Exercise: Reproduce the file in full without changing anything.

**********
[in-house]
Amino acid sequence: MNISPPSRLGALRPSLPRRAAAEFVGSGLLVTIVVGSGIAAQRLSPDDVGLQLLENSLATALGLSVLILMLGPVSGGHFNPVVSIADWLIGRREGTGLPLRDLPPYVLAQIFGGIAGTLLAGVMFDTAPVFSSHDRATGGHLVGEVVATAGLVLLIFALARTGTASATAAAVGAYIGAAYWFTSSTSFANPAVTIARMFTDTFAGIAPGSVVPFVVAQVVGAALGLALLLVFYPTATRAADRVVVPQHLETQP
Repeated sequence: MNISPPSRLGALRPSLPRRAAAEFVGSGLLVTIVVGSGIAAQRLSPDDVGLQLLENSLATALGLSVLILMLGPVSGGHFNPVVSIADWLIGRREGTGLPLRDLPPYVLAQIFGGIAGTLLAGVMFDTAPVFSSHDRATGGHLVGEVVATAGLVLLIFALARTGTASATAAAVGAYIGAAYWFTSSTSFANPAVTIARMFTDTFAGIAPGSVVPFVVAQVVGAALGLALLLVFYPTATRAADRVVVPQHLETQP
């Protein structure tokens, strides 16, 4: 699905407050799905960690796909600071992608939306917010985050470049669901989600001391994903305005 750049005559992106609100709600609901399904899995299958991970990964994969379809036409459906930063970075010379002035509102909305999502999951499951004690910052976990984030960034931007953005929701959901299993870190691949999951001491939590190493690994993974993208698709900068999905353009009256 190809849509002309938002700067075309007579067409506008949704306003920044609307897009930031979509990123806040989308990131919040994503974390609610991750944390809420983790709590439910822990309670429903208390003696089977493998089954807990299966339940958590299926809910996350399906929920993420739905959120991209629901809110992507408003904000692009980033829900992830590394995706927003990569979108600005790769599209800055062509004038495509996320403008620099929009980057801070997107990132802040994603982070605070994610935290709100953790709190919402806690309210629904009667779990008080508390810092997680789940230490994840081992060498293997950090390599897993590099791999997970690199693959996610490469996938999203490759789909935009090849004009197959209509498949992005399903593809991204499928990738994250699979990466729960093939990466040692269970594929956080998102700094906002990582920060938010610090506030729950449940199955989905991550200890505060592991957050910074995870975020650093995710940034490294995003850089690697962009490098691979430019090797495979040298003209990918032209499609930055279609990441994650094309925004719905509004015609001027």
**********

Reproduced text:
[in-house]
Amino acid sequence: MNISPPSRLGALRPSLPRRAAAEFVGSGLLVTIVVGSGIAAQRLSPDDVGLQLLENSLATALGLSVLILMLGPVSGGHFNPVVSIADWLIGRREGTGLPLRDLPPYVLAQIFGGIAGTLLAGVMFDTAPVFSSHDRATGGHLVGEVVATAGLVLLIFALARTGTASATAAAVGAYIGAAYWFTSSTSFANPAVTIARMFTDTFAGIAPGSVVPFVVAQVVGAALGLALLLVFYPTATRAADRVVVPQHLETQP
Repeated sequence: MNISPPSRLGALRPSLPRRAAAEFVGSGLLVTIVVGSGIAAQRLSPDDVGLQLLENSLATALGLSVLILMLGPVSGGHFNPVVSIADWLIGRREGTGLPLRDLPPYVLAQIFGGIAGTLLAGVMFDTAPVFSSHDRATGGHLVGEVVATAGLVLLIFALARTGTASATAAAVGAYIGAAYWFTSSTSFANPAVTIARMFTDTFAGIAPGSVVPFVVAQVVGAALGLALLLVFYPTATRAADRVVVPQHLETQP
């Protein structure tokens, strides 16, 4: 699905407050799905960690796909600071992608939306917010985050470049669901989600001391994903305005 750049005559992106609100709600609901399904899995299958991970990964994969379809036409459906930063970075010379002035509102909305999502999951499951004690910052976990984030960034931007953005929701959901299993870190691949999951001491939590190493690994993974993208698709900068999905353009009256 190809849509002309938002700067075309007579067409506008949704306003920044609307897009930031979509990123806040989308990131919040994503974390609610991750944390809420983790709590439910822990309670429903208390003696089977493998089954807990299966339940958590299926809910996350399906929920993420739905959120991209629901809110992507408003904000692009980033829900992830590394995706927003990569979108600005790769599209800055062509004038495509996320403008620099929009980057801070997107990132802040994603982070605070994610935290709100953790709190919402806690309210629904009667779990008080508390810092997680789940230490994840081992060498293997950090390599897993590099791999997970690199693959996610490469996938999203490759789909935009090849004009197959209509498949992005399903593809991204499928990738994250699979990466729960093939990466040692269970594929956080998102700094906002990582920060938010610090506030729950449940199955989905991550200890505060592991957050910074995870975020650093995710940034490294995003850089690697962009490098691979430019090797495979040298003209990918032209499609930055279609990441994650094309925004719905509004015609001027």